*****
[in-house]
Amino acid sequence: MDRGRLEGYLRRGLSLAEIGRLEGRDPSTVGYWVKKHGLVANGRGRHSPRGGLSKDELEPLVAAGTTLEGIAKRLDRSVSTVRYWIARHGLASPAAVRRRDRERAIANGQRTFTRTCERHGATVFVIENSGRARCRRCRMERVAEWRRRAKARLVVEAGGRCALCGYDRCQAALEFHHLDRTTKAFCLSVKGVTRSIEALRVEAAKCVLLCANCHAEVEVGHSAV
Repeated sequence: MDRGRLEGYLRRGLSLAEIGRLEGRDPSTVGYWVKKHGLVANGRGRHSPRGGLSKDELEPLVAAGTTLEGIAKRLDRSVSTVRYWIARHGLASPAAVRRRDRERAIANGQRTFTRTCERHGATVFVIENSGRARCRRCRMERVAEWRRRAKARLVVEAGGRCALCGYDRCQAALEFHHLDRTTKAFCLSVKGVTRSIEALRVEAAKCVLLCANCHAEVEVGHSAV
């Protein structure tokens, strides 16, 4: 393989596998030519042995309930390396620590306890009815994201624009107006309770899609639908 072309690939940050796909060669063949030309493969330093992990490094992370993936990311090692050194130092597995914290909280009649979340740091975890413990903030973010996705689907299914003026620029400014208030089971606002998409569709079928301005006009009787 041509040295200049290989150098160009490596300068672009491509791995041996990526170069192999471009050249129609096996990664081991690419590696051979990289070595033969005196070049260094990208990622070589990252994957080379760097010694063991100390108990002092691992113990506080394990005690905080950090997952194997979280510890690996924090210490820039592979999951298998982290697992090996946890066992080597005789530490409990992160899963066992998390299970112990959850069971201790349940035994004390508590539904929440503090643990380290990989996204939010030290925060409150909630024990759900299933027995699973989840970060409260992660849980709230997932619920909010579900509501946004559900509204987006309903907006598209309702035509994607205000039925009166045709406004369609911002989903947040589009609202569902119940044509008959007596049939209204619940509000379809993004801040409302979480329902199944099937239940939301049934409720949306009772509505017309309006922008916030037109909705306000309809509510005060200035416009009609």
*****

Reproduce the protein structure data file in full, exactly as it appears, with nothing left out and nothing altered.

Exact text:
[in-house]
Amino acid sequence: MDRGRLEGYLRRGLSLAEIGRLEGRDPSTVGYWVKKHGLVANGRGRHSPRGGLSKDELEPLVAAGTTLEGIAKRLDRSVSTVRYWIARHGLASPAAVRRRDRERAIANGQRTFTRTCERHGATVFVIENSGRARCRRCRMERVAEWRRRAKARLVVEAGGRCALCGYDRCQAALEFHHLDRTTKAFCLSVKGVTRSIEALRVEAAKCVLLCANCHAEVEVGHSAV
Repeated sequence: MDRGRLEGYLRRGLSLAEIGRLEGRDPSTVGYWVKKHGLVANGRGRHSPRGGLSKDELEPLVAAGTTLEGIAKRLDRSVSTVRYWIARHGLASPAAVRRRDRERAIANGQRTFTRTCERHGATVFVIENSGRARCRRCRMERVAEWRRRAKARLVVEAGGRCALCGYDRCQAALEFHHLDRTTKAFCLSVKGVTRSIEALRVEAAKCVLLCANCHAEVEVGHSAV
């Protein structure tokens, strides 16, 4: 393989596998030519042995309930390396620590306890009815994201624009107006309770899609639908 072309690939940050796909060669063949030309493969330093992990490094992370993936990311090692050194130092597995914290909280009649979340740091975890413990903030973010996705689907299914003026620029400014208030089971606002998409569709079928301005006009009787 041509040295200049290989150098160009490596300068672009491509791995041996990526170069192999471009050249129609096996990664081991690419590696051979990289070595033969005196070049260094990208990622070589990252994957080379760097010694063991100390108990002092691992113990506080394990005690905080950090997952194997979280510890690996924090210490820039592979999951298998982290697992090996946890066992080597005789530490409990992160899963066992998390299970112990959850069971201790349940035994004390508590539904929440503090643990380290990989996204939010030290925060409150909630024990759900299933027995699973989840970060409260992660849980709230997932619920909010579900509501946004559900509204987006309903907006598209309702035509994607205000039925009166045709406004369609911002989903947040589009609202569902119940044509008959007596049939209204619940509000379809993004801040409302979480329902199944099937239940939301049934409720949306009772509505017309309006922008916030037109909705306000309809509510005060200035416009009609």